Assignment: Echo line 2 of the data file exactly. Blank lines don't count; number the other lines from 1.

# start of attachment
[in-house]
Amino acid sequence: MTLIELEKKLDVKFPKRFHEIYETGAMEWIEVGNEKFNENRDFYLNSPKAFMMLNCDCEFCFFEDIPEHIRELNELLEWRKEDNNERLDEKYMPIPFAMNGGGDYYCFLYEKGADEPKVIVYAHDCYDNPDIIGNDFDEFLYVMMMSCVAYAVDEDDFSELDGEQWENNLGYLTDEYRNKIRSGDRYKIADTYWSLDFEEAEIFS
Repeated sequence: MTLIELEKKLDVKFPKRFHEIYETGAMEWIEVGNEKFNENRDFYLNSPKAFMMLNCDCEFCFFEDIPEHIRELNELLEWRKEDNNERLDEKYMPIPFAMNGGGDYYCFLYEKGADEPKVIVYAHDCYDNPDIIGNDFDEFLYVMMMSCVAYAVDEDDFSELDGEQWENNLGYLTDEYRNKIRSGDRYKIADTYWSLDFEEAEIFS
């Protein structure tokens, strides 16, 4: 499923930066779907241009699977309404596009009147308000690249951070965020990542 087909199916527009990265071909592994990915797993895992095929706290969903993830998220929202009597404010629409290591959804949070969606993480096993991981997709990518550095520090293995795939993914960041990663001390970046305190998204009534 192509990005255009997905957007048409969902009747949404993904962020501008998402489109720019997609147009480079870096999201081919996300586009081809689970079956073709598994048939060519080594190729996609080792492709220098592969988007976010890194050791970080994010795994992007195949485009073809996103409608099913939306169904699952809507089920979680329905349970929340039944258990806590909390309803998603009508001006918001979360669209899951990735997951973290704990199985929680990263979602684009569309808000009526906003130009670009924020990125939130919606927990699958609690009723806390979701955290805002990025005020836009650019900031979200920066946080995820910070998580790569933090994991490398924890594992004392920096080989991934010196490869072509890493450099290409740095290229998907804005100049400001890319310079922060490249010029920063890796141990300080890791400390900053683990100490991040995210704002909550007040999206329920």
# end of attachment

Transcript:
Amino acid sequence: MTLIELEKKLDVKFPKRFHEIYETGAMEWIEVGNEKFNENRDFYLNSPKAFMMLNCDCEFCFFEDIPEHIRELNELLEWRKEDNNERLDEKYMPIPFAMNGGGDYYCFLYEKGADEPKVIVYAHDCYDNPDIIGNDFDEFLYVMMMSCVAYAVDEDDFSELDGEQWENNLGYLTDEYRNKIRSGDRYKIADTYWSLDFEEAEIFS